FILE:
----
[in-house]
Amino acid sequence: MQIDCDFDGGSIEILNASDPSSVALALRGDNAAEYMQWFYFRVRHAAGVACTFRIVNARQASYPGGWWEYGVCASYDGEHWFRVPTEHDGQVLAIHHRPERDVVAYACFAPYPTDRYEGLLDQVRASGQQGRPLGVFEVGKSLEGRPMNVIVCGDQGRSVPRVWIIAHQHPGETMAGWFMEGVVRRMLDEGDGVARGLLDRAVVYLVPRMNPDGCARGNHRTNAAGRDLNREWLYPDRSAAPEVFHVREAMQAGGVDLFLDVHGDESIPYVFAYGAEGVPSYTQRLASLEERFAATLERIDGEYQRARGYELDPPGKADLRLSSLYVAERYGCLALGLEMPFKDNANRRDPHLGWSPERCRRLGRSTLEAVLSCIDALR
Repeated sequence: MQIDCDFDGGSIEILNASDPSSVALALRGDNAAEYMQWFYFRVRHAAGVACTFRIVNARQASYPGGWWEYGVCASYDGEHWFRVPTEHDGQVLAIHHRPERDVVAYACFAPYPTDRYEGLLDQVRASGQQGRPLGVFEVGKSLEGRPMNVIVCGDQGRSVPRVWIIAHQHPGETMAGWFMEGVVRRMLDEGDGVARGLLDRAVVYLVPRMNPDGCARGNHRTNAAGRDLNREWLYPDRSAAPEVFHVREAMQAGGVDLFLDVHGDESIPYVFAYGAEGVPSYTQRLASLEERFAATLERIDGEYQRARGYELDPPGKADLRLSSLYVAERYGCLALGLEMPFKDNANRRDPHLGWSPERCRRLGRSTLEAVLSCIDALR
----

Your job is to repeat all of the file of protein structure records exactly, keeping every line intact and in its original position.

[in-house]
Amino acid sequence: MQIDCDFDGGSIEILNASDPSSVALALRGDNAAEYMQWFYFRVRHAAGVACTFRIVNARQASYPGGWWEYGVCASYDGEHWFRVPTEHDGQVLAIHHRPERDVVAYACFAPYPTDRYEGLLDQVRASGQQGRPLGVFEVGKSLEGRPMNVIVCGDQGRSVPRVWIIAHQHPGETMAGWFMEGVVRRMLDEGDGVARGLLDRAVVYLVPRMNPDGCARGNHRTNAAGRDLNREWLYPDRSAAPEVFHVREAMQAGGVDLFLDVHGDESIPYVFAYGAEGVPSYTQRLASLEERFAATLERIDGEYQRARGYELDPPGKADLRLSSLYVAERYGCLALGLEMPFKDNANRRDPHLGWSPERCRRLGRSTLEAVLSCIDALR
Repeated sequence: MQIDCDFDGGSIEILNASDPSSVALALRGDNAAEYMQWFYFRVRHAAGVACTFRIVNARQASYPGGWWEYGVCASYDGEHWFRVPTEHDGQVLAIHHRPERDVVAYACFAPYPTDRYEGLLDQVRASGQQGRPLGVFEVGKSLEGRPMNVIVCGDQGRSVPRVWIIAHQHPGETMAGWFMEGVVRRMLDEGDGVARGLLDRAVVYLVPRMNPDGCARGNHRTNAAGRDLNREWLYPDRSAAPEVFHVREAMQAGGVDLFLDVHGDESIPYVFAYGAEGVPSYTQRLASLEERFAATLERIDGEYQRARGYELDPPGKADLRLSSLYVAERYGCLALGLEMPFKDNANRRDPHLGWSPERCRRLGRSTLEAVLSCIDALR